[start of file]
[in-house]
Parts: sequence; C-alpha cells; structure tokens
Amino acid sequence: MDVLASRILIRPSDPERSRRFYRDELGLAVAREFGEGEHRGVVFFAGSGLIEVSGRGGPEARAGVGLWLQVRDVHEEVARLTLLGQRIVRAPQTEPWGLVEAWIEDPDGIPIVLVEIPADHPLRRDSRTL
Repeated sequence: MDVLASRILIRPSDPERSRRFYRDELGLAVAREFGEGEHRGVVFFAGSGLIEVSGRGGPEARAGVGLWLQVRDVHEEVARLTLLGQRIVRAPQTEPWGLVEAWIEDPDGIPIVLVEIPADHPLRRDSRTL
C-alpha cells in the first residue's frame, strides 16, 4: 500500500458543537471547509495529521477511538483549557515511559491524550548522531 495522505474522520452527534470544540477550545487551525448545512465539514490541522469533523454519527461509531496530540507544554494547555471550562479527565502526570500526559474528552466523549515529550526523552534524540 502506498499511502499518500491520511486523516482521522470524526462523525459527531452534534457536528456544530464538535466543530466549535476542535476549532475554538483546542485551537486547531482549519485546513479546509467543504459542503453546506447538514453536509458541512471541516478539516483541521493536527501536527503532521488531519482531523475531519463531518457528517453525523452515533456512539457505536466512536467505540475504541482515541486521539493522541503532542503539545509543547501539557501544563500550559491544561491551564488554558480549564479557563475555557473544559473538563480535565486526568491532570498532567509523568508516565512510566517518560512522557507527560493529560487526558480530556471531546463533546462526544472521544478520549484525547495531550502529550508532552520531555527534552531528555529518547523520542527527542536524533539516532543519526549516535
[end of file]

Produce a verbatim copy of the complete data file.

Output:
[in-house]
Parts: sequence; C-alpha cells; structure tokens
Amino acid sequence: MDVLASRILIRPSDPERSRRFYRDELGLAVAREFGEGEHRGVVFFAGSGLIEVSGRGGPEARAGVGLWLQVRDVHEEVARLTLLGQRIVRAPQTEPWGLVEAWIEDPDGIPIVLVEIPADHPLRRDSRTL
Repeated sequence: MDVLASRILIRPSDPERSRRFYRDELGLAVAREFGEGEHRGVVFFAGSGLIEVSGRGGPEARAGVGLWLQVRDVHEEVARLTLLGQRIVRAPQTEPWGLVEAWIEDPDGIPIVLVEIPADHPLRRDSRTL
C-alpha cells in the first residue's frame, strides 16, 4: 500500500458543537471547509495529521477511538483549557515511559491524550548522531 495522505474522520452527534470544540477550545487551525448545512465539514490541522469533523454519527461509531496530540507544554494547555471550562479527565502526570500526559474528552466523549515529550526523552534524540 502506498499511502499518500491520511486523516482521522470524526462523525459527531452534534457536528456544530464538535466543530466549535476542535476549532475554538483546542485551537486547531482549519485546513479546509467543504459542503453546506447538514453536509458541512471541516478539516483541521493536527501536527503532521488531519482531523475531519463531518457528517453525523452515533456512539457505536466512536467505540475504541482515541486521539493522541503532542503539545509543547501539557501544563500550559491544561491551564488554558480549564479557563475555557473544559473538563480535565486526568491532570498532567509523568508516565512510566517518560512522557507527560493529560487526558480530556471531546463533546462526544472521544478520549484525547495531550502529550508532552520531555527534552531528555529518547523520542527527542536524533539516532543519526549516535